Originally published 03/26/2013
A. B. C. Whipple held high posts in the Time-Life publishing empire and wrote extensively about the sea. But he counted among his proudest achievements the role of tenacious young intermediary in a fight by Life magazine against the military censorship of a single photograph during World War II — a fight that went all the way to the White House.Mr. Whipple died of pneumonia on March 17 in Greenwich, Conn., his son, Christopher, said. He was 94 and lived in Old Greenwich, Conn.The fight was over a picture taken in late 1942 or early 1943 by George Strock, a photographer for Life. It showed the bodies of three American soldiers who had been killed on Buna Beach in New Guinea. Though none of the men were recognizable, the photo was arresting in its stark depiction of the stillness of death, and then shocking when it became clear on second glance that maggots had claimed the body of one soldier, face down in the sand....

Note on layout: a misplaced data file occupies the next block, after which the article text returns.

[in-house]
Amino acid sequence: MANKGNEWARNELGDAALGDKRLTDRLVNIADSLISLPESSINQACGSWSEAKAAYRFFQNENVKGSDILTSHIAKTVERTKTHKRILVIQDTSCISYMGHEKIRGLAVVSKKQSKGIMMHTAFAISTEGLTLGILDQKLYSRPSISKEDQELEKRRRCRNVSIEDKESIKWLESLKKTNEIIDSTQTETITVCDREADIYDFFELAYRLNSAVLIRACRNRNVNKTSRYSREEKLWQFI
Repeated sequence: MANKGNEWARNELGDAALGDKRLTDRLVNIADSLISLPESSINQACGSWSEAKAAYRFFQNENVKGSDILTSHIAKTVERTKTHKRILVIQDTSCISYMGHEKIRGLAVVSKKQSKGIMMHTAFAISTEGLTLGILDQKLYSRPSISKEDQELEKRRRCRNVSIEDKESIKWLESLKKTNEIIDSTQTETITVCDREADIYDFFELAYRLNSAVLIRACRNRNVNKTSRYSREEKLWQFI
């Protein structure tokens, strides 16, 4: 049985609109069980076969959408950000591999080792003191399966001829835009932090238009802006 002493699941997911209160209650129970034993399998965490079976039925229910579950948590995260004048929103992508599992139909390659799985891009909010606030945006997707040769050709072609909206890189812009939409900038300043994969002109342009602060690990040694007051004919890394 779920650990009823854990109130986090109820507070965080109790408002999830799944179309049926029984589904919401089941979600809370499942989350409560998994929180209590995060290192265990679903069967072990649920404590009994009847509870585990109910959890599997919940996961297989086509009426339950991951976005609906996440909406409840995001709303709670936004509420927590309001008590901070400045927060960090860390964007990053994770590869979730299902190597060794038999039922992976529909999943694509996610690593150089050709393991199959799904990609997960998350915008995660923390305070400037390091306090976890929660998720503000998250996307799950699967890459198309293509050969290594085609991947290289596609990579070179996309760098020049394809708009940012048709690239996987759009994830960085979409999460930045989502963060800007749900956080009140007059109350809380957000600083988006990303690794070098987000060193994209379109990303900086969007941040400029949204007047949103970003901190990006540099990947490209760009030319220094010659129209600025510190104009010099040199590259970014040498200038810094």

- How the ‘guerrilla archivists’ saved history – and are doing it again under Trump
- Trump visits the National Museum of African American History and Culture
- New Book Says Bob Woodward Burned Hillary Clinton’s Ghostwriter
- For decades they hid Jefferson’s relationship with her. Now Monticello is making room for Sally Hemings.
- In a Walt Whitman Novel, Lost for 165 Years, Clues to ‘Leaves of Grass’
- Historian and Antiwar Activist Marilyn Young Dies at 79
- Trump Chooses Historian H.R. McMaster as National Security Adviser
- Holocaust Historian Deborah Lipstadt Explains Why People Believe Trump's Lies
- Princeton’s Harold James warns World War Three is now a "serious threat”
- Israeli schools' history lessons create good soldiers, says pundit